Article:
Please, don’t ask me if I have seen “Crazy Rich Asians.” Many friends have asked me that last year, as if it is something that would interest me like orange chicken or casinos.
Last month, I heard singer Lenny Kravitz on NPR talking about his struggles as a budding musician. Even though he was living in his car in the mid-1980s, he turned down many big record offers and contracts because they would not let him play his style of music.
“Each time they always say, ‘You can’t do what you’re doing,’” Kravitz said. “‘You have to do this because this is what works. This is what sells. This is what a Black artist does to get on the radio.’”
This sounded similar to what many Asian-American artists in the U.S. think when they audition for a role in a film or TV series.
Actor Steven Yeun, who played Glenn Rhee on “The Walking Dead,” shared his concerns about being stereotyped on screen when the costume designer wanted him to dress like Short Round, the Asian sidekick in the 1985 film “Indiana Jones and the Temple of Doom.”
But it did not turn out the way Yeun had feared. He became a household face and name among millions of “Walking Dead” fans, appearing in six seasons, ending with his death in the season 7 premiere. His character’s ethnicity or nationality was barely mentioned or acknowledged throughout the series. Glenn could have been played by anyone–Iranian, Filipino, Navajo–and this was a significant progress in how Asian-Americans are portrayed in mainstream media.
Like many minorities in the entertainment business, Asian-Americans were typecasted based on the stereotypes of what mainstream America thought of Asian people. Examples include Victor Sen Yeung who played the cook Hop Sing in “Bonanza,” Anna May Wong who started her career in the silent film era, and Philip Ahn, who often played Japanese villains in war films during World War II.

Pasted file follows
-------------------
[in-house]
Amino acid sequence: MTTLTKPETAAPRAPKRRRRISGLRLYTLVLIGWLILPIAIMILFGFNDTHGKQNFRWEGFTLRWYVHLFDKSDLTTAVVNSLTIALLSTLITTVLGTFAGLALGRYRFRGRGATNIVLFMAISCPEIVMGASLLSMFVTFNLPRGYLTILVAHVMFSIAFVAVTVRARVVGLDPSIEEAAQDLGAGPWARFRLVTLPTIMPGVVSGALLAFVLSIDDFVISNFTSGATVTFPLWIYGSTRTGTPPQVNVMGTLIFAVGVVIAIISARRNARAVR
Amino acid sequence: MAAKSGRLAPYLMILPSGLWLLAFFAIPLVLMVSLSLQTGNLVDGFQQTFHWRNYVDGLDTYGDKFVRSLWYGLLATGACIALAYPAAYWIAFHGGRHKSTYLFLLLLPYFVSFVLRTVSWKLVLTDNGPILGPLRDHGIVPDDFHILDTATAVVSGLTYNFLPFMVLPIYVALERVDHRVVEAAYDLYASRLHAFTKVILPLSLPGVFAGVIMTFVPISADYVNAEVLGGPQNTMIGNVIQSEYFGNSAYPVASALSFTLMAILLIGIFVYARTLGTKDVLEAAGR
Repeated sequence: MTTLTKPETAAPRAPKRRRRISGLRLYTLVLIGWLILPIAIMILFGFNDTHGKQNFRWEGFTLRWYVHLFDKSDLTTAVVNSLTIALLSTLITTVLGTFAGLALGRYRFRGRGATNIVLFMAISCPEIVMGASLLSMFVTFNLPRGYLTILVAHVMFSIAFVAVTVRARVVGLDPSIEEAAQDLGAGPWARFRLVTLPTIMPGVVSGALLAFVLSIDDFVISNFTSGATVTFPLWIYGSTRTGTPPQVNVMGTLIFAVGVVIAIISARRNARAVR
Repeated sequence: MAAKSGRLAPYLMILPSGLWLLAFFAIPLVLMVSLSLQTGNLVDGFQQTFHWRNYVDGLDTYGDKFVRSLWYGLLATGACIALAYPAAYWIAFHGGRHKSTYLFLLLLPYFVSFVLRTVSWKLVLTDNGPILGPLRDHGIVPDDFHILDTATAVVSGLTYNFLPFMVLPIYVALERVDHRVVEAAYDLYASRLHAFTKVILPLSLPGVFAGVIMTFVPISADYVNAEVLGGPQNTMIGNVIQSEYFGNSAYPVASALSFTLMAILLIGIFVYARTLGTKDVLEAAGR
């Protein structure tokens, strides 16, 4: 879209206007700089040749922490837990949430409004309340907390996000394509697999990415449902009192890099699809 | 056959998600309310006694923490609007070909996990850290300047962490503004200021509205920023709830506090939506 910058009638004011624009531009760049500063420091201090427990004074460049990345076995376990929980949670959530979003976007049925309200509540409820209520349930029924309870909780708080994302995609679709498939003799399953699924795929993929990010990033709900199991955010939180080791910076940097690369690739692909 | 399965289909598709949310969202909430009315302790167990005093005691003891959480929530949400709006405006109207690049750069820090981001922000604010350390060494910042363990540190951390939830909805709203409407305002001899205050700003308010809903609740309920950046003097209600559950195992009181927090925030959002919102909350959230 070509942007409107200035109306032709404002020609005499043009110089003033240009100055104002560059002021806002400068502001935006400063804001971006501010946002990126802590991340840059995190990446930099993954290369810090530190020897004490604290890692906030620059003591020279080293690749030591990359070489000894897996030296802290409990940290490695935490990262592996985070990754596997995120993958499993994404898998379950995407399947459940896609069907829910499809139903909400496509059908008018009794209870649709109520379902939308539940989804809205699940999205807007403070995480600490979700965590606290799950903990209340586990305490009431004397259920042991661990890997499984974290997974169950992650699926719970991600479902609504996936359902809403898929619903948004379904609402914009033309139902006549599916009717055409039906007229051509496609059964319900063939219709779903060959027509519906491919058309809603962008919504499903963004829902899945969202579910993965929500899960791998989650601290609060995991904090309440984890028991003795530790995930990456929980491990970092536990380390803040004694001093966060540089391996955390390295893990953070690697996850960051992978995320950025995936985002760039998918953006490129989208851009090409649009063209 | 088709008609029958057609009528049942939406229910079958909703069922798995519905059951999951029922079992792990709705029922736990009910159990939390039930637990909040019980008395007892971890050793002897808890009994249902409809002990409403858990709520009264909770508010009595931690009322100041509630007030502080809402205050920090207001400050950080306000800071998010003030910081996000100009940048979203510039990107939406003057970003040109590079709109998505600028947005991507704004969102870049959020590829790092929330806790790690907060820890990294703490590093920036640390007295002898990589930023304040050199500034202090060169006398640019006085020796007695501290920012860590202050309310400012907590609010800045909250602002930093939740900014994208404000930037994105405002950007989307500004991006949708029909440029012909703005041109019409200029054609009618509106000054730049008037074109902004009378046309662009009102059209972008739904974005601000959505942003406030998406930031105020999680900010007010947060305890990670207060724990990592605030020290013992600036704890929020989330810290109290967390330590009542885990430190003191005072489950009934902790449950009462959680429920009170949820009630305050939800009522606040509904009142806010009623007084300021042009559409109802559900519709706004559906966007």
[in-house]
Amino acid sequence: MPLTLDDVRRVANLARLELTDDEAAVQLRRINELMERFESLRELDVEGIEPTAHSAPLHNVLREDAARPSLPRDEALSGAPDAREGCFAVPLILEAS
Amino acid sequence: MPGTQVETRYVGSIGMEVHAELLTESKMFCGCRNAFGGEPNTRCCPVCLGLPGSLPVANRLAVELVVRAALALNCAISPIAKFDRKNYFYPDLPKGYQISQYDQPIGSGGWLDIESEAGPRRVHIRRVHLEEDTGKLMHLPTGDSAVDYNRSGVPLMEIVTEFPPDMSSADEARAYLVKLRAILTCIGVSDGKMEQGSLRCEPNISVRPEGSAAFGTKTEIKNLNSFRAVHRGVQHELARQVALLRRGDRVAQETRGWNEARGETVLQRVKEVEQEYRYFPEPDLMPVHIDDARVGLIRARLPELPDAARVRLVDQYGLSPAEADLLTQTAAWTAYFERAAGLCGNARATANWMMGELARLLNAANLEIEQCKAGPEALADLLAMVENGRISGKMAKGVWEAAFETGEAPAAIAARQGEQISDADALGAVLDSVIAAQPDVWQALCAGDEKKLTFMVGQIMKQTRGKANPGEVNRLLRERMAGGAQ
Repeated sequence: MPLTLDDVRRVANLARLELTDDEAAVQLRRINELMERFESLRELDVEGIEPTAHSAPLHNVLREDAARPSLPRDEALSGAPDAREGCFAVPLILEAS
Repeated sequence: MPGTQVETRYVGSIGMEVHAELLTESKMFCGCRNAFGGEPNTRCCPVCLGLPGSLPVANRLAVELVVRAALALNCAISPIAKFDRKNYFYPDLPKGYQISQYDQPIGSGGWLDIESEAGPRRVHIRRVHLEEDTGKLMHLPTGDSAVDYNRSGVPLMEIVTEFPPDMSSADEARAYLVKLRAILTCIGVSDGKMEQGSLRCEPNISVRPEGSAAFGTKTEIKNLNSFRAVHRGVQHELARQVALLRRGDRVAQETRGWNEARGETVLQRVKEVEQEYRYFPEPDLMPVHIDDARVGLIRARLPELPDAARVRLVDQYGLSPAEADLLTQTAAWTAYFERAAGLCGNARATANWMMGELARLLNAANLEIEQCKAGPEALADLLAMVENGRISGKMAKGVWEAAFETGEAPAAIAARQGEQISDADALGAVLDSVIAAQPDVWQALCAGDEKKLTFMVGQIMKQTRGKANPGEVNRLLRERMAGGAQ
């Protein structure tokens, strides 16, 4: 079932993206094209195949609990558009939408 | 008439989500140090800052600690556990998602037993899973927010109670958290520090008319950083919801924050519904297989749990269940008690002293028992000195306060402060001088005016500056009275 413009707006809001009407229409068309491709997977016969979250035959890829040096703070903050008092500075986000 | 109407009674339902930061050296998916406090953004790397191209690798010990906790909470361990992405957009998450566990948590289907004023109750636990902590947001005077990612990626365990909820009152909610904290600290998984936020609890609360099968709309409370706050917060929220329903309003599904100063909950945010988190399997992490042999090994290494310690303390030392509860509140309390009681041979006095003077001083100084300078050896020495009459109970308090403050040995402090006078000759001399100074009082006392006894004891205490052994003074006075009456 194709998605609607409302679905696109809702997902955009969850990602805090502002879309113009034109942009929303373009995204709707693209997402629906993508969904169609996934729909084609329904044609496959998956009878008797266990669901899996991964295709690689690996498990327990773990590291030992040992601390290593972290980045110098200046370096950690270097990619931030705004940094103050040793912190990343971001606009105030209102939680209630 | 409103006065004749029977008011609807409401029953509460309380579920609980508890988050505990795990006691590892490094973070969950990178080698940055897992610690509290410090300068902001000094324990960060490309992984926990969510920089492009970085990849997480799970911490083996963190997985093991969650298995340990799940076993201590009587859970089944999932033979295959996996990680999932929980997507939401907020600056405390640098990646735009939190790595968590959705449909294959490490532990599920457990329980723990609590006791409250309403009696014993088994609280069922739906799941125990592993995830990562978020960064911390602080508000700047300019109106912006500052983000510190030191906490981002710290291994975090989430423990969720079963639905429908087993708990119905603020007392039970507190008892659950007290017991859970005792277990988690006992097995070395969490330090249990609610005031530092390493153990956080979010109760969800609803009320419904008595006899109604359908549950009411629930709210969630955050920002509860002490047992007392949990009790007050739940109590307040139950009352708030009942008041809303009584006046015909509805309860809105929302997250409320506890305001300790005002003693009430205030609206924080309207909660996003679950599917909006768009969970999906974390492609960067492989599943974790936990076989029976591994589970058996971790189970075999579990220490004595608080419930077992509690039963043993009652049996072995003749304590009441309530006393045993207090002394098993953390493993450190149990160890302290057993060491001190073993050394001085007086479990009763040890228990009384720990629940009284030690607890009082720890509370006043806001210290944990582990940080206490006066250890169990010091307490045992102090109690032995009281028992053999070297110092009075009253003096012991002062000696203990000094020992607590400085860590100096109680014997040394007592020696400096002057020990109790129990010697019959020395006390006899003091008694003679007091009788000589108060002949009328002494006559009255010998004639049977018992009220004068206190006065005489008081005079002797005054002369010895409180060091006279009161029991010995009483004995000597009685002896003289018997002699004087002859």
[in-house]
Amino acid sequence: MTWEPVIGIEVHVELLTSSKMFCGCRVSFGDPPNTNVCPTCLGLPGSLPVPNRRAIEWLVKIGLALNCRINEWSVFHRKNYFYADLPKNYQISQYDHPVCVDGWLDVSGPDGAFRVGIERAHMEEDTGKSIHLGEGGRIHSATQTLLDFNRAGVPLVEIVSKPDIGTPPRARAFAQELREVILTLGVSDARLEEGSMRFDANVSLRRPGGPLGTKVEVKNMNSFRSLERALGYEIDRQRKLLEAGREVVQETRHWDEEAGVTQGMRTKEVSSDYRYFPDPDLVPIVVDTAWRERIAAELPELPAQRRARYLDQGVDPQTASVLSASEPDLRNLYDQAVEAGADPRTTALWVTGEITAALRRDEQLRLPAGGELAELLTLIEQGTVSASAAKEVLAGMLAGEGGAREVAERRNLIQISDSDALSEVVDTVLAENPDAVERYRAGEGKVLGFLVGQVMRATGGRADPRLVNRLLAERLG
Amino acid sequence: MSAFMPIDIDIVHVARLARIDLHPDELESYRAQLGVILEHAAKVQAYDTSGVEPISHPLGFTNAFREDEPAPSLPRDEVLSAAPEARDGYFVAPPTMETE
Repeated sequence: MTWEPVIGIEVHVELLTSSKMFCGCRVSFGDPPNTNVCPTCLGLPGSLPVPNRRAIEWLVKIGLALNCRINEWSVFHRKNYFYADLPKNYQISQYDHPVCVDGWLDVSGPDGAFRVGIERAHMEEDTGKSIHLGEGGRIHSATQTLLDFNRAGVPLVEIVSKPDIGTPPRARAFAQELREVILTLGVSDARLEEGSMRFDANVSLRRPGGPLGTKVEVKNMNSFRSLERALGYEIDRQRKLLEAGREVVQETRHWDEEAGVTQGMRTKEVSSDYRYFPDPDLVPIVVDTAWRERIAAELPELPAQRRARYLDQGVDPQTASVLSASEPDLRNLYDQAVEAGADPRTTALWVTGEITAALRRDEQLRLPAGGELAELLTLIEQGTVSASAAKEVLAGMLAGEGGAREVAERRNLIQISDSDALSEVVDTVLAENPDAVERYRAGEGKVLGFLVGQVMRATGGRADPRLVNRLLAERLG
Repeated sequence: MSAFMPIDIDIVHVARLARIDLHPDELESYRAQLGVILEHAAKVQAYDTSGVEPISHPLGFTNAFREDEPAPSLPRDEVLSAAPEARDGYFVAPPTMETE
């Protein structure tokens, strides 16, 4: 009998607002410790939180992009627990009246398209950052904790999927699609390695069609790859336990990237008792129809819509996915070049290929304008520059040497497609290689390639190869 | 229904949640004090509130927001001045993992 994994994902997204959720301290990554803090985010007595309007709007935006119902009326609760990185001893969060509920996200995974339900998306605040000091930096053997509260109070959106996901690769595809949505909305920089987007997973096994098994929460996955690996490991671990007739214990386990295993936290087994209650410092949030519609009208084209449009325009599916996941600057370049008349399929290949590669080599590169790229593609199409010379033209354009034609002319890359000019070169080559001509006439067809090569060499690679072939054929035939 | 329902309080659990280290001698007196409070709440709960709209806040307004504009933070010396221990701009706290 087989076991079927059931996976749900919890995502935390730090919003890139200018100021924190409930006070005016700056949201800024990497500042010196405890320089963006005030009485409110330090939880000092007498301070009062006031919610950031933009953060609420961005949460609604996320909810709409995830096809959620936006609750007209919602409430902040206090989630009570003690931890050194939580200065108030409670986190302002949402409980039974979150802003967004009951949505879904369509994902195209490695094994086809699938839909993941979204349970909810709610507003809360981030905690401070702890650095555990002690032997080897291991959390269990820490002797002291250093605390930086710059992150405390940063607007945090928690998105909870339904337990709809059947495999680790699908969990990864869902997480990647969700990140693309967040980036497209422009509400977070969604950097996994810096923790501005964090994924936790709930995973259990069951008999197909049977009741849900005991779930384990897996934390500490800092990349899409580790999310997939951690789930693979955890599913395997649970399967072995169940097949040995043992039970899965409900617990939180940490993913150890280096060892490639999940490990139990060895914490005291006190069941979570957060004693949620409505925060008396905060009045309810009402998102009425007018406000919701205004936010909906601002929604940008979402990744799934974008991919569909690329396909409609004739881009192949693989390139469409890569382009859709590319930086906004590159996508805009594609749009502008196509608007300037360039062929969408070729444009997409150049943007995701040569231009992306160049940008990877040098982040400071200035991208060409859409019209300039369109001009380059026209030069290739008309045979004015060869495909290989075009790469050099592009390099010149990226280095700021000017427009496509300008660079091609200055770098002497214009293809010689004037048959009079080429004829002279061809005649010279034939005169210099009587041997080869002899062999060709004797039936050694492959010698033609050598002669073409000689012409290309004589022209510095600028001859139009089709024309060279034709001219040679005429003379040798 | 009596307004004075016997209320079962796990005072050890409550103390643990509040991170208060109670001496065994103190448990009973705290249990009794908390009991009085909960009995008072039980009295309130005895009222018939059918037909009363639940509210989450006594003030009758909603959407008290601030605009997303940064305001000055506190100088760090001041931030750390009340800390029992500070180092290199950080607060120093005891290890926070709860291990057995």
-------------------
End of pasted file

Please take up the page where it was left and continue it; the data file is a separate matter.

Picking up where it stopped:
Is there an Asian-American character who isn’t typecast as a waiter, kung fu master, an immigrant or a gangster? I can barely name any Asian characters on TV or in film where their ethnic stereotypes are not referenced.
This is quite a contrast to what I see in Hong Kong films and TV series that I grew up watching. Many actors and actresses, even those of Japanese and Malaysian descent, played a variety of roles. However, those who wish to break into Hollywood would likely play a stereotypical role that they would not normally portray in Asia.
A prominent example would be Jet Li, who has never played a villain until he starred in his first American film “Lethal Weapon 4.”
“That was the hardest thing for me because I’ve always played the hero,” Li said in a 1998 interview. “Now suddenly I have to play the bad guy–and fight Mel Gibson. What are my fans going to think?”
Many of these Asian-American stereotypes in the media continue to permeate into the 2010s, despite some attempts to “normalize” Asian actors who play “regular folks” like the “Harold and Kumar” series.
However, I am seeing more Asian-Americans who are breaking that stereotype mold. These folks include NPR’s Ailsa Chang, The Atlantic’s science journalist Ed Yong, AHREF’s Sam Oh, and comedians Margaret Cho and Bobby Lee.
As a writer for more than 11 years, I have been aware to not let these stereotypes flow from my brain to the final draft. Sure, I might cover the San Diego Tết Festival in Mira Mesa, but don’t expect me to exclusively cover topics that are under the Asian umbrella to “get on the radio.” I’m not that crazy.
- Democratic National Convention, Day 3: David Maialetti/Philadelphia Inquirer/TNS | All Rights Reserved